It’s that time of the year again, the most popular league in all of football is starting back up again and with it, comes twenty stadiums being brought into the limelight during the season. Some are old, some are new but all are different, which makes ranking the 2022/23 Premier League admittedly a lot of fun!
20. Vitality Stadium – AFC Bournemouth
At 11,364, Vitality is the smallest stadium in the Premier League by a considerable distance, Bournemouth has kept their home since 1910 at a small size despite the riches of spending six of the last seven seasons in the top flight. While there is nothing inherently wrong with the stadium, it’s simply too small to have any higher on this list.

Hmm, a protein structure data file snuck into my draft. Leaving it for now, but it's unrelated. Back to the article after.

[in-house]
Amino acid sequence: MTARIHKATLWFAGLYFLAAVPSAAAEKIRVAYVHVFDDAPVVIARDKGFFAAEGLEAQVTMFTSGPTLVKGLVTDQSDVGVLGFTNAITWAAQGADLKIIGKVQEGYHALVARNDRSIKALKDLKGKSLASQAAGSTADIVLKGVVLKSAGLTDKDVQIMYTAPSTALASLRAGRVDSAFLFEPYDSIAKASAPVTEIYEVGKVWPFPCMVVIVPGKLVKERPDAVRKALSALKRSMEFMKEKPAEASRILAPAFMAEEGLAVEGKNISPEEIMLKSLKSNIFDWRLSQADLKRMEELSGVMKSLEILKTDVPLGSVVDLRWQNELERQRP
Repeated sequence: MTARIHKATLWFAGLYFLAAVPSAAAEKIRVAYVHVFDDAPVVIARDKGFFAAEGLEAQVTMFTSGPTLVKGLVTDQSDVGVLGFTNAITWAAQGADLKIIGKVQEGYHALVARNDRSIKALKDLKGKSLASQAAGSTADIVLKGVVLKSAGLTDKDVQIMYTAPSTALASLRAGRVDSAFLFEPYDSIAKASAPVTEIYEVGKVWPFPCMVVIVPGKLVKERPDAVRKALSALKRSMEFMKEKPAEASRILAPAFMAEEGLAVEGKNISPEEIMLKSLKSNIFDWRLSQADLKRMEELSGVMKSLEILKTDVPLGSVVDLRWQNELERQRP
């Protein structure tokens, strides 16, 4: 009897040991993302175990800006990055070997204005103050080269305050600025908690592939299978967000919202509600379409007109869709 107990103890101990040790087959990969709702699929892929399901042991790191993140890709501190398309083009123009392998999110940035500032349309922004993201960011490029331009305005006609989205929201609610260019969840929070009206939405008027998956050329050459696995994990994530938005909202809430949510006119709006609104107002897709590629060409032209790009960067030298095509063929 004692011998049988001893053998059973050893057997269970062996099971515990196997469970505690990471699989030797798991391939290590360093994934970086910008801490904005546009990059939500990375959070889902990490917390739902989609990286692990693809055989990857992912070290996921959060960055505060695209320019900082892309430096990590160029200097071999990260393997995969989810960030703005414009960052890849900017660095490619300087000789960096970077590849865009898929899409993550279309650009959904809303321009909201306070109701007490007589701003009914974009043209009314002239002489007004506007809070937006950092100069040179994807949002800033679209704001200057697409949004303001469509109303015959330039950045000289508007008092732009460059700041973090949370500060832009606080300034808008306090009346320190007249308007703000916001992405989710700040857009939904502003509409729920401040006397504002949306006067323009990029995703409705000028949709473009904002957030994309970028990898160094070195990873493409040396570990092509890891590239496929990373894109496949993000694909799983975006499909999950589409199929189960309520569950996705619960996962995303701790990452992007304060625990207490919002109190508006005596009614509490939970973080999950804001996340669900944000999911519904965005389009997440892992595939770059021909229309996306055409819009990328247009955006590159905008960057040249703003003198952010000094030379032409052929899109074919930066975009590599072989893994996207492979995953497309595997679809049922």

T19. King Power Stadium – Leicester City & St Mary’s Stadium – Southampton
The King Power Stadium was completed in 2002, and St. Mary’s was completed in 2000. Both stadiums look very similar with their bowl-esque on-tier design with the only notable differences being the red and blue colour schemes. It says more about the era of stadium design than it does to the clubs today. Both stadiums are, unfortunately, uninspiring and generic looking, and ultimately, I feel they both deserved a tie for nineteenth.
17. Selhurst Park – Crystal Palace
Selhurst Park is home to one of the loudest atmospheres in England, but the stadium itself is really showing its age. It’s not necessary that it’s old, a lot of stadiums in England can be traced back to the late eighteenth/early nineteenth century. There’s a lot of competition on this list, and with it still having pillars, the strange-looking Whitehorse Lane Stand with its small capacity of 2,219 and overall ageing look, the stadium is looking for a renovation which would almost definitely see it climb the list.
16. London Stadium – West Ham United